United States District Court, E.D. Texas, Sherman Division
RICKEY WESLEY, ON BEHALF OF HERSELF AND ALL OTHERS SIMILARLY SITUATED
EXPERIAN INFORMATION SOLUTIONS, INC.
MEMORANDUM OPINION AND ORDER
L. MAZZANT, UNITED STATES DISTRICT JUDGE
before the Court is Plaintiff's First Stage Motion for
Notice to Potential Plaintiffs (Dkt. #11). After reviewing
the motion and the relevant pleadings, the Court finds that
Plaintiff's motion is granted.
Rickey Wesley (“Plaintiff or Wesley”) was
employed by Defendant Experian Information Solutions, Inc.
(“Experian”) as a U.S.-based Information
Technology (“IT”) employee. Plaintiff's
responsibilities include troubleshooting and supporting
Experian's global security operations. Experian
classifies Plaintiff as hourly-paid and non-exempt from the
overtime requirements of the Fair Labor Standards Act
Experian must monitor and maintain information technologies
that protect sensitive and confidential information of their
clients, there are times when its employees must answer calls
for issues that arise outside of their regular work hours.
Until October 2017, Experian maintained an On Call, Standby
and Call-Back Time Policy (the “Policy”) that
applied to all US-based non-exempt employees (Dkt. #11,
Exhibit C). The Policy required employees to perform work
beyond their regularly scheduled shifts and assigned tasks
while on either “standby” or “on
call.” Compensation for overtime was different based on
the designation. For “on call” work, employees
Any time that you actually provide assistance - over the
telephone, by logging in to work remotely, or by reporting to
work - is work time for which you will receive your regular
rate of pay or overtime pay, as appropriate.
#11, Exhibit C at ¶ 3.1). For “standby”
work, employees were assured
If, because of critical business needs, you are required to
be more immediately available to begin work than the on-call
standards, these hours would be considered standby time and
you will receive your regular or overtime rate of pay for all
(Dkt. #11, Exhibit C at ¶ 3.3). Accordingly, in contrast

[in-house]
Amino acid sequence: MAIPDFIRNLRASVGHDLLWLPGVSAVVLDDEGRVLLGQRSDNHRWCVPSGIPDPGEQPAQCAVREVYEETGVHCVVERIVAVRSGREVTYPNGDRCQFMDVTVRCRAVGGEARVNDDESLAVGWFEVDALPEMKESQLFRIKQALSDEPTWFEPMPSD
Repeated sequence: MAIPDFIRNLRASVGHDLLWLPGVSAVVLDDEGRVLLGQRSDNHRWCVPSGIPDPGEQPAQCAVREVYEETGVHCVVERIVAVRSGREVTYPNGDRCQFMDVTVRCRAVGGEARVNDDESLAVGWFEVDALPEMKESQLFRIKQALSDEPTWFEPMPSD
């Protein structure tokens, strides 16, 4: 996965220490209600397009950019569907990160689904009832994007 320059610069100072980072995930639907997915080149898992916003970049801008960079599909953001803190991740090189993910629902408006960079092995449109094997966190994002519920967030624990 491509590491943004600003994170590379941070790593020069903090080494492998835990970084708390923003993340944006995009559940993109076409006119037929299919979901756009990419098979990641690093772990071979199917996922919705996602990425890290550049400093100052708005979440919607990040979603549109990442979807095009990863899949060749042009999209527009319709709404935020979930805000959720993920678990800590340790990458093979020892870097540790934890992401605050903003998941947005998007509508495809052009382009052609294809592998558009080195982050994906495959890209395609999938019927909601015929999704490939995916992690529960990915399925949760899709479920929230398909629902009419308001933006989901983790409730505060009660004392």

to being compensated for all “standby” time,
these employees were not compensated for all hours spent
“on call”. Rather, they were only compensated for
the time spend acknowledging and responding to a call.
moves for conditional certification as a collective action
under the FLSA. Plaintiff alleges that the putative class
consists of “Defendant's current and former
[non-exempt] U.S.-based IT employees who were paid on an
hourly basis, who worked from [3 years prior to date of
Order] to the present, and who Experian subjected to the
‘On Call, Standby, and Call-Back Time' Policy that
was in effect until approximately October 2017.” (Dkt.
#11 at p. 5). The Court will refer to this defined group as
“Class Employees”. Plaintiff alleges that
Defendant did not pay Class Employees overtime compensation
for hours worked over forty per week in violation of the
FLSA, 29 U.S.C. § 201, et seq.
and four potential opt-in Plaintiffs state that they usually
worked in excess of forty (40) hours per workweek and that
Defendant did not pay them overtime for these excess hours.
Plaintiff and opt-in Plaintiffs further allege that Class
Employees were not compensated for all hours of work,
specifically including those when they were on
“standby” and those when they were merely
“on call” but still subject to
“standby” conditions. (Dkt. #11 at p. 9, Exhibits
J, K, L, M). Defendant classified Class Employees as
non-exempt, hourly employees under the FLSA.
January 3, 2018, Plaintiff filed a complaint as a collective
action pursuant to 29 U.S.C. § 216(b) against Defendant
(Dkt. #1). On April 17, 2018, Plaintiff's filed the
present First Stage Motion for Notice to Potential Plaintiffs
(Dkt. #11). On May 5, 2018, Defendant filed its response in
opposition (Dkt. #16). On May 22, 2018, Plaintiff filed a
reply in support (Dkt. #22). On May 29, 2018, Defendant filed
a sur-reply (Dkt. #23).
207(a) of the FLSA requires covered employers to compensate
nonexempt employees at overtime rates for time worked in
excess of statutorily defined maximum hours. 29 U.S.C. §
207(a). Section 13(a) (1) of FLSA exempts employees occupying
“bona fide executive, administrative, or
professional” positions from the overtime requirements
of the FLSA. 29 U.S.C. § 213(a)(1). “The exempt or
nonexempt status of any particular employee must be
determined on the basis of whether the employee's salary
and duties meet the requirements of the regulations in this
part.” Id. The Code of Federal Regulations
provides a “short test” to classify employees for
the executive or administrative exemptions. An employee can
be classified as an exempt executive if: (1) the employee is
paid a salary of not less than $455 per week; (2) the
employee's primary duty is the management of the
enterprise or a subdivision; (3) the employee customarily and
regularly directs the work of two or more employees; and (4)
the employee has the authority to hire or fire other
employees, or the authority to recommend such actions. 29
C.F.R. § 541.1(a). An employee can be classified as an
exempt administrative employee if: (1) the employee is paid a
salary of not ...